LOS ANGELES – An FBI agent told a jury hearing evidence against Los Angeles County’s former sheriff Wednesday how she was illegally threatened with arrest by two sheriff’s sergeants who appeared to be acting as part of a plan set in motion by the department’s highest-ranking officer.
Leah Tanner, the case agent on the FBI’s civil rights investigation into excessive force and corruption among jail deputies, testified that on Sept. 26, 2011, two sheriff’s investigators confronted her in the driveway leading into her apartment and told her that they were in the process of obtaining a warrant for her arrest.
Prosecutors contend ex-Sheriff Lee Baca so resented the federal government’s efforts to investigate allegations of civil rights abuses in county jails that he attempted to force the FBI to back down from its probe by illegally having deputies confront Tanner outside of her home.
“It was defendant’s way of showing the drastic measures he was willing to take and the risk the federal government was facing if it had the audacity to continue to investigate his department,” Assistant U.S. Attorney Brandon Fox wrote in a trial memorandum.
Baca — who is being tried in downtown Los Angeles on conspiracy and obstruction counts — denies knowing in advance of the attempted intimidation of Tanner and claims then-Undersheriff Paul Tanaka oversaw the department’s response to the once-secret federal investigation.
However, Robert Faturechi, formerly of the L.A. Times and currently a journalist with the nonprofit investigative news organization ProPublica, told jurors he wrote a story published Sept. 29, 2011, in which he quoted Baca admitting he knew ahead of time that sheriff’s deputies were being sent to the FBI agent’s home.
Fox asked Faturechi if Baca said he directed deputies to approach Tanner.
“Yes, that he did,” Faturechi responded.
The taped encounter between Tanner and sergeants Scott Craig and Maricela Long played for the jury.
After Tanner tells the sheriff’s officials that she was not going to make any statements,” Craig falsely informs the federal agent that she was a “named suspect in a felony complaint.”
Craig then states that he was “in the process of swearing out a declaration for an arrest warrant” for her.
A short time later, two FBI officials — then-Supervisory Special Agent Carlos Narro and Special Agent Teresa Tambubolon — called Long. Tape of that conversation was also played for jurors.
Narro is heard saying that Tanner told him that “you guys indicated to her that there’s going to be a warrant for her arrest?”
“There’s going to be,” Long responds.
Narro: “Does the sheriff know this?”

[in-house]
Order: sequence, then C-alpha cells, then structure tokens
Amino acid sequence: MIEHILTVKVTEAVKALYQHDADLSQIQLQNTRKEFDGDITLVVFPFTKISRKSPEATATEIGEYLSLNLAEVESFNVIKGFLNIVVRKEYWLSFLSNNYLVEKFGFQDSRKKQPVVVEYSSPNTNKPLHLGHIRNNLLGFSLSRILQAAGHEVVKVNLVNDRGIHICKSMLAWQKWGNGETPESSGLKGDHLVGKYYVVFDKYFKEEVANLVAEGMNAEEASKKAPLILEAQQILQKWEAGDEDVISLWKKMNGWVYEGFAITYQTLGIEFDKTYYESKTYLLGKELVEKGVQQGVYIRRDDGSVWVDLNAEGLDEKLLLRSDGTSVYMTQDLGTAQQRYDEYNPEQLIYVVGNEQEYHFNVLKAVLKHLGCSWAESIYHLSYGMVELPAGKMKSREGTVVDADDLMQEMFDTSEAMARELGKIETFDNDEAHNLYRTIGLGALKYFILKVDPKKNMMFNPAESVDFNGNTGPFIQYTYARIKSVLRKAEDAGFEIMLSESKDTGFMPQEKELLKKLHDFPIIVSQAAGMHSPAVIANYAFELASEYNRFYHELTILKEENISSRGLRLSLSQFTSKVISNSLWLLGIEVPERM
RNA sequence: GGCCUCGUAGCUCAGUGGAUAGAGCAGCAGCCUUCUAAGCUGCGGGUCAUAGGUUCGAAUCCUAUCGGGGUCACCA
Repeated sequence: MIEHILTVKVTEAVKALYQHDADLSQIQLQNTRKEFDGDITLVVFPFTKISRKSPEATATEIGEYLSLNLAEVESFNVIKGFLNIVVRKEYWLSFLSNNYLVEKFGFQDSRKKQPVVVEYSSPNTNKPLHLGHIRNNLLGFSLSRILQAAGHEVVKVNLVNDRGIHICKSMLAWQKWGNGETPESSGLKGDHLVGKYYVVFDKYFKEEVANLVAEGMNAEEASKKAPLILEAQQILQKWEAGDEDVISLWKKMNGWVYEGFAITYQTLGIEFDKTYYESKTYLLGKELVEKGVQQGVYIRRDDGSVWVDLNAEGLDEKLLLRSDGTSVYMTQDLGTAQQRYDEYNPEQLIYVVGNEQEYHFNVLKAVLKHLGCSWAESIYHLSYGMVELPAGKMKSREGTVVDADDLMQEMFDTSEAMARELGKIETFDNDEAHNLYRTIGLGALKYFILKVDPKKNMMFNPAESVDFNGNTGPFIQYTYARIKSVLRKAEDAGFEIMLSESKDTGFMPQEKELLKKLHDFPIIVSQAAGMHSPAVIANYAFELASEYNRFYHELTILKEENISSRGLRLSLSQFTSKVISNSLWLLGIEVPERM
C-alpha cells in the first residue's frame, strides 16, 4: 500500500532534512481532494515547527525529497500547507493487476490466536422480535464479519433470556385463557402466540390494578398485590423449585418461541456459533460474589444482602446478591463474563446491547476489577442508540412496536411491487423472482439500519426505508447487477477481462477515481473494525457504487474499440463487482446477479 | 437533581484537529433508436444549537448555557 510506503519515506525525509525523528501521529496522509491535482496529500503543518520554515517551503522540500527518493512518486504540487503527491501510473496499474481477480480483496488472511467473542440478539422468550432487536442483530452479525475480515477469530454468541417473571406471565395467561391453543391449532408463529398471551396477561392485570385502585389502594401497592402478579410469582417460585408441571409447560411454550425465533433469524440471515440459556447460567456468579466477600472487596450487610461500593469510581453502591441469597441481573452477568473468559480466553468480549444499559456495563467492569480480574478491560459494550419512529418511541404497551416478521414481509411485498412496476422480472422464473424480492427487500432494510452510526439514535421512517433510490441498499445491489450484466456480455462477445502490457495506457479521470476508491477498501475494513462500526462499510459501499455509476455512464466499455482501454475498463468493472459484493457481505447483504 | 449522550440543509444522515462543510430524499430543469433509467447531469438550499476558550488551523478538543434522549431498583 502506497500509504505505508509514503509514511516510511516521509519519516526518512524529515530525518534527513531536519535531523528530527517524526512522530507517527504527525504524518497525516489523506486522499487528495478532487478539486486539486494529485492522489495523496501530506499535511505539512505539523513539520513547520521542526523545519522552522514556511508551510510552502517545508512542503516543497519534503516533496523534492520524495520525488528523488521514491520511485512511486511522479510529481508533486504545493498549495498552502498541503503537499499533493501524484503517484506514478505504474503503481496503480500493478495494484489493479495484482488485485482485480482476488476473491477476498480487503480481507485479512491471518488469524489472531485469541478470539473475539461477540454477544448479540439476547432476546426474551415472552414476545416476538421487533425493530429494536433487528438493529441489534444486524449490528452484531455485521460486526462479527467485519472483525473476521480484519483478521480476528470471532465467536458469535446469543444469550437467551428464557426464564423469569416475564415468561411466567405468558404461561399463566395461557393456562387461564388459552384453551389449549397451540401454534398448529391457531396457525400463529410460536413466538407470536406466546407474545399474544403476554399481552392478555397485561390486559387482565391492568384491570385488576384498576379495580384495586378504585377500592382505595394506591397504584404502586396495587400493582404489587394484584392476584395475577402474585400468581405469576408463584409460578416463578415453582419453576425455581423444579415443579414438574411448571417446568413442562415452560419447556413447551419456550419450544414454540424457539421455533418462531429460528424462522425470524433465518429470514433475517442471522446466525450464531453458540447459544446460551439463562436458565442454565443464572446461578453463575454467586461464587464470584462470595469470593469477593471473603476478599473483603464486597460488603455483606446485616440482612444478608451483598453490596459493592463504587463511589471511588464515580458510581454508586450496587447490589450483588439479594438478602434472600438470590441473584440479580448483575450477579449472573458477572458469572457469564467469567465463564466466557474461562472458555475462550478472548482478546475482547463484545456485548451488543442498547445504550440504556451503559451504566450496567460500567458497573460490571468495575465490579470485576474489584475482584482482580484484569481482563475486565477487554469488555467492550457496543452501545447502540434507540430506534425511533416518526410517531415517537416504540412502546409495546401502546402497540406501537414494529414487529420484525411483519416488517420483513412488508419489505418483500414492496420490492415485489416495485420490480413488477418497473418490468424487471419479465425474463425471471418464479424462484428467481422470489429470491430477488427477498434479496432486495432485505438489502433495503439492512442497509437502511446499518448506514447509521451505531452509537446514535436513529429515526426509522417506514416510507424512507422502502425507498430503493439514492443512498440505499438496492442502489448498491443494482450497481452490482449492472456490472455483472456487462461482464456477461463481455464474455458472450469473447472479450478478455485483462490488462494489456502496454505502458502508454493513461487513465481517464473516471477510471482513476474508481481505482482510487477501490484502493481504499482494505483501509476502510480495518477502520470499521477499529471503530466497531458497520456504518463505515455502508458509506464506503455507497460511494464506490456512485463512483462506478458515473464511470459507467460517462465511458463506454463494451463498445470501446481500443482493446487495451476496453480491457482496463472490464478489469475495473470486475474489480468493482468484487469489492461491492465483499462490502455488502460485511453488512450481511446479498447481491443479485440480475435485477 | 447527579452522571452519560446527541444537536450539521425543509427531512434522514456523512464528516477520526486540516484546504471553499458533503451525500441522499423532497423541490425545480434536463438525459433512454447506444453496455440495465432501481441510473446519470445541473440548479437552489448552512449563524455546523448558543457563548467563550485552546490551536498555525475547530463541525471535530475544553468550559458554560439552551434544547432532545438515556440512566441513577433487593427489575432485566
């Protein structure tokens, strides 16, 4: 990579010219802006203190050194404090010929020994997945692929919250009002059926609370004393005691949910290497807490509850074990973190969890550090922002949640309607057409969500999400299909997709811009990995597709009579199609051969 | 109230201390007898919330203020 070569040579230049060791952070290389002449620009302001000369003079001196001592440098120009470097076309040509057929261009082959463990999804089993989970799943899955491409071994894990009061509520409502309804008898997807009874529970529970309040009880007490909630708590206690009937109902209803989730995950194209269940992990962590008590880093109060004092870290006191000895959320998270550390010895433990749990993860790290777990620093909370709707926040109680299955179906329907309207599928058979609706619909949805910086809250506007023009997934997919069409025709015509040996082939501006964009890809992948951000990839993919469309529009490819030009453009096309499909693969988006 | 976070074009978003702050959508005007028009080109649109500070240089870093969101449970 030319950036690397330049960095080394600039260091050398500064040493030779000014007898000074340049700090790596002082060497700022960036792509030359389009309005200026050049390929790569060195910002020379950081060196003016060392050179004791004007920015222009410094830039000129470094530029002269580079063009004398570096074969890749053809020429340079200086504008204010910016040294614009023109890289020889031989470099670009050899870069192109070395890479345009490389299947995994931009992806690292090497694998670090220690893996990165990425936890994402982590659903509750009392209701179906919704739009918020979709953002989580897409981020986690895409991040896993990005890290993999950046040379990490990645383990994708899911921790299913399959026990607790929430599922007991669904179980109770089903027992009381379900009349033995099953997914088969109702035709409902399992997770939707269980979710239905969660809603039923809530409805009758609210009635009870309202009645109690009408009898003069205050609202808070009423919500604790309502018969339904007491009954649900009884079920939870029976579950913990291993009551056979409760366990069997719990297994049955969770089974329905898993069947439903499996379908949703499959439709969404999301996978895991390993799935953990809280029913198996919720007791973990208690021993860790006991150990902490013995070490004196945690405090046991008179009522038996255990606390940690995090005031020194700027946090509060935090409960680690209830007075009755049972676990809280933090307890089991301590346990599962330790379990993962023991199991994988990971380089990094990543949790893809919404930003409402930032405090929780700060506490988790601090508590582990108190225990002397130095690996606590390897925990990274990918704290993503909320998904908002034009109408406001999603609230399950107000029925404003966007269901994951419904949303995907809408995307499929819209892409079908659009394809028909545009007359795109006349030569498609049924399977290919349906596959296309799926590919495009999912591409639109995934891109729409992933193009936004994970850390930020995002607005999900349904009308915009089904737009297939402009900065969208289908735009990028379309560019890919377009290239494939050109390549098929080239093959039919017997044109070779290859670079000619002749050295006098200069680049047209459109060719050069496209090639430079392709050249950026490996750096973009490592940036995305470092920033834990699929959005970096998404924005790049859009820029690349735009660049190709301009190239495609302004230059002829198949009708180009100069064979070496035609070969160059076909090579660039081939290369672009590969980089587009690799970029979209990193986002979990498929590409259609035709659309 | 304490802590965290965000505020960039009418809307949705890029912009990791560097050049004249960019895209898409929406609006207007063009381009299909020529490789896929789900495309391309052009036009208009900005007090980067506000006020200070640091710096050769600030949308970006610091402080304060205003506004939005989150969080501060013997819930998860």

Long replies, “The sheriff knows this, sir.”
After the call ended, the recording device captured laughter and Long telling Craig, “They’re scared.”
Craig and Long were among seven sheriff’s officials previously convicted of obstruction of justice charges in the case and were sentenced to 33 and 24 months behind bars, respectively.
The jury also watched tape of a Sept. 26, 2011 appearance Baca made on TV’s “Good Day L.A.” in which the anchors asked him about allegations of brutality within the jails and the FBI’s investigation.
Asked if he resented the FBI’s “intrusion” into the jail system that his department oversees, Baca responded “Oh, yeah.”
A second anchor then asked, “Well, if you don’t want the FBI in there, then who polices the police?”
“We police ourselves,” Baca said.
Prosecutors hope to prove that Baca ordered his underlings to stymie federal scrutiny of the jails and keep any investigation of misconduct within the department.
The former sheriff is facing a second trial — on a charge of making false statements to federal authorities — following the conclusion of proceedings now in their second week in the new federal courthouse downtown.
U.S. District Judge Percy Anderson split the trial into two parts after he agreed to allow testimony by an expert on dementia — but only as it relates to the lying charge. Baca — who ran the nation’s largest sheriff’s department for 16 years — is in the early stages of Alzheimer’s disease.
Last week, two ex-deputies who were convicted of obstructing the FBI jails investigation told the jury that they believed they were following orders from Baca when they worked to derail the federal probe by hiding an inmate-turned informant in various spots within the jail system.
Former deputies James Sexton and Mickey Manzo testified about the steps they took to conceal the whereabouts of Anthony Brown, who was working for Tanner as a federal informant. Both ex-lawmen said that they believed their orders came from Baca and Tanaka.
Tanaka, who alleges that Baca initiated the plan, was sentenced to five years in prison after his April conviction on conspiracy and obstruction charges and is expected to begin serving his sentence next month.
Baca suddenly retired in 2014 at the height of the federal probe. He had been sheriff since December 1998.
Prosecutors said they could wrap up their case Thursday, followed by the defense case.
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